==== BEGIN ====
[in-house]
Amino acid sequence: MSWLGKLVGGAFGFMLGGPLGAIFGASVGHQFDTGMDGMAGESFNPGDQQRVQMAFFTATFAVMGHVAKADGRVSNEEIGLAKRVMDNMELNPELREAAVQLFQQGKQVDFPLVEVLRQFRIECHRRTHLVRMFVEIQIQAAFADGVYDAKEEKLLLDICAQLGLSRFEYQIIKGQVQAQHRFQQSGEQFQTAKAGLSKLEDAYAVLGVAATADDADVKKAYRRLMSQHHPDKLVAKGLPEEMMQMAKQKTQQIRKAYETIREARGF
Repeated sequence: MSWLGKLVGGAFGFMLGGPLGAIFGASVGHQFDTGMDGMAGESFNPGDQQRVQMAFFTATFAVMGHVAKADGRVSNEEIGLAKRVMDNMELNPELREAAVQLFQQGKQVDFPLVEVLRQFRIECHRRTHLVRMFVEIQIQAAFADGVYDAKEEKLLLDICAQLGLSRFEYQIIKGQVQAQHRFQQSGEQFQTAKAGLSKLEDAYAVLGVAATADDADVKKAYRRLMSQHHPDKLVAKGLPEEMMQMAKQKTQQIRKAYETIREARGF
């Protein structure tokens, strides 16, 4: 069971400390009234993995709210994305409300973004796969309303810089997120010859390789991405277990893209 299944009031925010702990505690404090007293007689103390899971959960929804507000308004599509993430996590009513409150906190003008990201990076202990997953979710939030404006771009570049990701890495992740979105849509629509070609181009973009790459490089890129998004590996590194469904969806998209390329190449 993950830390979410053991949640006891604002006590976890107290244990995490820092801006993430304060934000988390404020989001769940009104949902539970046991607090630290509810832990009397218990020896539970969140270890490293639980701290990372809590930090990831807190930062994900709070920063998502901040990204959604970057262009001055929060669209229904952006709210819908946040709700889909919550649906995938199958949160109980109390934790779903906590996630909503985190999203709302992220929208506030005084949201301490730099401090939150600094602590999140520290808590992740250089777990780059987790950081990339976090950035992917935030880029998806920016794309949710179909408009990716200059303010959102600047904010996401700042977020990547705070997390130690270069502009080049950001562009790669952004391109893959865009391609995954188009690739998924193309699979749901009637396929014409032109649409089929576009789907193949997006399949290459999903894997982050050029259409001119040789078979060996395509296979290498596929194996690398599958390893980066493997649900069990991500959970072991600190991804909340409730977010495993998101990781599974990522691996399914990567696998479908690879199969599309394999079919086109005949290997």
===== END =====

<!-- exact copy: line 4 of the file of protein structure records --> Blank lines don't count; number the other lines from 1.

């Protein structure tokens, strides 16, 4: 069971400390009234993995709210994305409300973004796969309303810089997120010859390789991405277990893209 299944009031925010702990505690404090007293007689103390899971959960929804507000308004599509993430996590009513409150906190003008990201990076202990997953979710939030404006771009570049990701890495992740979105849509629509070609181009973009790459490089890129998004590996590194469904969806998209390329190449 993950830390979410053991949640006891604002006590976890107290244990995490820092801006993430304060934000988390404020989001769940009104949902539970046991607090630290509810832990009397218990020896539970969140270890490293639980701290990372809590930090990831807190930062994900709070920063998502901040990204959604970057262009001055929060669209229904952006709210819908946040709700889909919550649906995938199958949160109980109390934790779903906590996630909503985190999203709302992220929208506030005084949201301490730099401090939150600094602590999140520290808590992740250089777990780059987790950081990339976090950035992917935030880029998806920016794309949710179909408009990716200059303010959102600047904010996401700042977020990547705070997390130690270069502009080049950001562009790669952004391109893959865009391609995954188009690739998924193309699979749901009637396929014409032109649409089929576009789907193949997006399949290459999903894997982050050029259409001119040789078979060996395509296979290498596929194996690398599958390893980066493997649900069990991500959970072991600190991804909340409730977010495993998101990781599974990522691996399914990567696998479908690879199969599309394999079919086109005949290997």